( ReaD ) Move Your Bus An Extraordinary New Approach to Accelerating Success in Work and Life DOWNLOAD EBOOK PDF KINDLE

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( ReaD ) Move Your Bus: An Extraordinary New Approach to Accelerating Success in Work

and Life DOWNLOAD EBOOK PDF KINDLE


( ReaD ) Move Your Bus: An Extraordinary New Approach to Accelerating Success in Work and Life

DOWNLOAD EBOOK PDF KINDLE

( ReaD ) Move Your

Bus: An Extraordinary

New Approach to

Accelerating Success in

Work and Life

DOWNLOAD EBOOK

PDF KINDLE

Description

Ron Clark is the New York Times bestselling author of The Essential 55, which has sold more than one

million copies in twenty-five different languages. He has been named “American Teacher of the Year―

by Disney and was Oprah Winfreyâ€s pick as her “Phenomenal Man.― He founded The Ron Clark

Academy in Atlanta, Georgia, which more than 25,000 educators from around the world have visited to learn

about the extraordinary ways that teachers and parents of RCA have helped children achieve great success.

Clark has been featured on the Today show and CNN, and his experiences have been turned into the

uplifting film, The Ron Clark Story, starring Matthew Perry. Read more Excerpt. © Reprinted by

permission. All rights reserved. Move Your Bus 1 Runners need support Rufus is one of the many people

pulling that bus. Every day he arrives at the bus depot bright and early, ready to shift into high gear and run

like the wind to keep the bus moving forward. As one of those people with a real need for speed, Rufus loves

the momentum, the exhilaration of the wind on his face, and the thrill of passing every other bus on the road.

Yet, it isnâ€t so much that he wants to cross the finish line first or beat his own personal best. It is more

that Rufus longs to be part of something really special, something out of the ordinary—a bus that could fly,

perhaps. Oh, it may sound farfetched to you! But Rufus has plenty of ideas about how to make that happen,

and heâ€s well known on this bus for his passion. Rufus can make things happen, and he has a way to get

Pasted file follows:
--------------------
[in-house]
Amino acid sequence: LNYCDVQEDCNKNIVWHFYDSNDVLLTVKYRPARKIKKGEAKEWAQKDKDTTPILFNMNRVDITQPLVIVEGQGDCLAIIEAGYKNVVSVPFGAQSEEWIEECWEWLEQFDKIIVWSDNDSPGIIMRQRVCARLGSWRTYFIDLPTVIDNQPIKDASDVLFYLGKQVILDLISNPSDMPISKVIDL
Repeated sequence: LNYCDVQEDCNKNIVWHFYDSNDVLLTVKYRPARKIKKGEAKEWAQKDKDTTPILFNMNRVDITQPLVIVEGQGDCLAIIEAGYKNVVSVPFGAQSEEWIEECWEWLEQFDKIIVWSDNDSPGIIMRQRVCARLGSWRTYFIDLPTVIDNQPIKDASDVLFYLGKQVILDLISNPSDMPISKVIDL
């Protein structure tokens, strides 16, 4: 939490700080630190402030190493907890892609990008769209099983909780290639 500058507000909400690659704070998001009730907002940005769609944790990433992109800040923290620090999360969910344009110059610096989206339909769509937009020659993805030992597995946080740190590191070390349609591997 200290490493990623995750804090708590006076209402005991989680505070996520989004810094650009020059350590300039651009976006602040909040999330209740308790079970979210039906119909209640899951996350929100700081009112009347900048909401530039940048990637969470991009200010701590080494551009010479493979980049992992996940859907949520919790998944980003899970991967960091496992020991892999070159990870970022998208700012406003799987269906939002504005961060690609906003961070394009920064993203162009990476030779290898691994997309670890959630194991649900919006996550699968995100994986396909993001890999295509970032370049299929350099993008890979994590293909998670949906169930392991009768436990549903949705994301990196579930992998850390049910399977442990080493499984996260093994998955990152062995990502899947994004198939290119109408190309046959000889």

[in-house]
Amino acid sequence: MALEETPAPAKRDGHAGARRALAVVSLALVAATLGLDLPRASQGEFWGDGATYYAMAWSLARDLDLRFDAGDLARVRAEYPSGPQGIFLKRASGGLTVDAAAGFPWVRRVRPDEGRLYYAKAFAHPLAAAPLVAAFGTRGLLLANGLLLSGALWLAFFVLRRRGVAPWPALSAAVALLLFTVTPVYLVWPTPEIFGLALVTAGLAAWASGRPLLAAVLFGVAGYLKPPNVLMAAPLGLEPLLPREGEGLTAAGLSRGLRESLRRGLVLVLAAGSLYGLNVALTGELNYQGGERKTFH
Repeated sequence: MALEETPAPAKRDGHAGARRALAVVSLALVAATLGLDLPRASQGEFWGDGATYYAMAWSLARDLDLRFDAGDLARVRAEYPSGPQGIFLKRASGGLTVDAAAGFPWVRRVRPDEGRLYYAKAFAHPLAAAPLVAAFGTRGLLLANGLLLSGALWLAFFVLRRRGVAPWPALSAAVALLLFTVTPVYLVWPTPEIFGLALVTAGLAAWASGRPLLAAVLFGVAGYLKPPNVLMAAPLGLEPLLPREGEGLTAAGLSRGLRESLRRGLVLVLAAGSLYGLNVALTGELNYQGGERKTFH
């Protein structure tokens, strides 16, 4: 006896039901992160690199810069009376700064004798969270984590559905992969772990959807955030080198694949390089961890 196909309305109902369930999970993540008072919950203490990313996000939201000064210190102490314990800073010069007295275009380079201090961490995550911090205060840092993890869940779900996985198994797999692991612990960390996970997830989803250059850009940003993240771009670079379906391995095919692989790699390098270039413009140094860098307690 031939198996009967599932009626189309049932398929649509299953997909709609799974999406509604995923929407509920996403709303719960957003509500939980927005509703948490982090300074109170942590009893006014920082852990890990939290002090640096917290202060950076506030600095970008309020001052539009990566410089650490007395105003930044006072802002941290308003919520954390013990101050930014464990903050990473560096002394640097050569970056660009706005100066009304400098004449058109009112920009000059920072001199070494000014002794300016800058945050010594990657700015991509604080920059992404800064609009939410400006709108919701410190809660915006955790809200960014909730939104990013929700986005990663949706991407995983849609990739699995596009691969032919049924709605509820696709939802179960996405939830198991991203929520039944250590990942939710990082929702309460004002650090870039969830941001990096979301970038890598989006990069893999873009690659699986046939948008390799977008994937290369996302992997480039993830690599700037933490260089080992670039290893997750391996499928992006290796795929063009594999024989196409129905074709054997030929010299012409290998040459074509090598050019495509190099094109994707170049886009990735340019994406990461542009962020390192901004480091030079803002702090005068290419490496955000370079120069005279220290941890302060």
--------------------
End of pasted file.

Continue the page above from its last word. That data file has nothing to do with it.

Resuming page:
things done! Within every type of organization, it is the Runners, like Rufus, who provide the locomotion.

These individuals are working as hard as possible, and they essentially carry the load of the bus. They come

early or they stay late. They never complain, and they provide a positive spirit. Their work ethic is strong,

and their attention to detail is spot on. They are the strongest members of the team, and they are the driving

force behind the success of the organization. Runners are driven by the goal of professional excellence, and

they take pride in contributing to a movement or an entity that is top-notch. Their impetus to work hard is

often less about their personal accomplishments and more about the good of the organization as a whole.

They truly want to see system-wide success, rather than merely reaping individual accolades, raises,

promotions, or awards. Runners donâ€t let their egos keep them from tackling the task at hand. They just

have an attitude of It has to be done, letâ€s knock it out, letâ€s do it. I witness this at RCA all the time.

For example, recently we were preparing for a big event—a sneak peek of a beautiful new addition to our

school. The brand-new womenâ€s restroom in the newly constructed wing was on display and part of the

tour we were conducting; it was gorgeously decorated and sparkling clean, so we didnâ€t want it to be

used. But how were we going to make it clear to our guests that the restroom was for viewing only? The

easiest way was to make sure all the stalls were locked. One of our teachers, Wade King, said, “I got

you.― Heâ€s a phenomenal educator, heâ€s widely respected, he has been recognized as a District

Choice Teacher and Teacher of the Year during his career—and yet he dropped to the floor and was


crawling around under all the bathroom stalls to lock the stall doors from the inside. And he was happy to do

it! So Runners donâ€t make excuses, and they donâ€t feel above basic tasks. They just want things to

get done right. I spend a lot of time in meetings with corporate executives, including our board members and

the corporate sponsors who support RCA. Sometimes I sit back and watch, and I notice a certain way that

Runners act in meetings—how they make eye contact with the room, how they donâ€t talk over others.

There are some people who know how to lead a meeting so it keeps progressing, and then there are other

people who run over other peopleâ€s ideas and donâ€t add anything of value. Runners have a knack of

keeping the meetings moving without missing opportunities. They keep it going, keep it focused, and they

recognize the good ideas. And when a Runner is attending a meeting without leading it, he doesnâ€t get in

the way of the meetingâ€s forward momentum. In any organization, the Runners usually prove themselves

quickly, so they tend to move up in whatever hierarchy exists in that particular organization. In the corporate

world, a top performer is often asked to supervise—and, hopefully, motivate—others, as a first step up the

ladder. Itâ€s an added responsibility, an added chance to shine by helping others boost their own

performance. Big corporations tend to have a clearly defined progression with titles that range from

supervisor to department manager to director to vice president. And Runners tend to recognize what they

need to do

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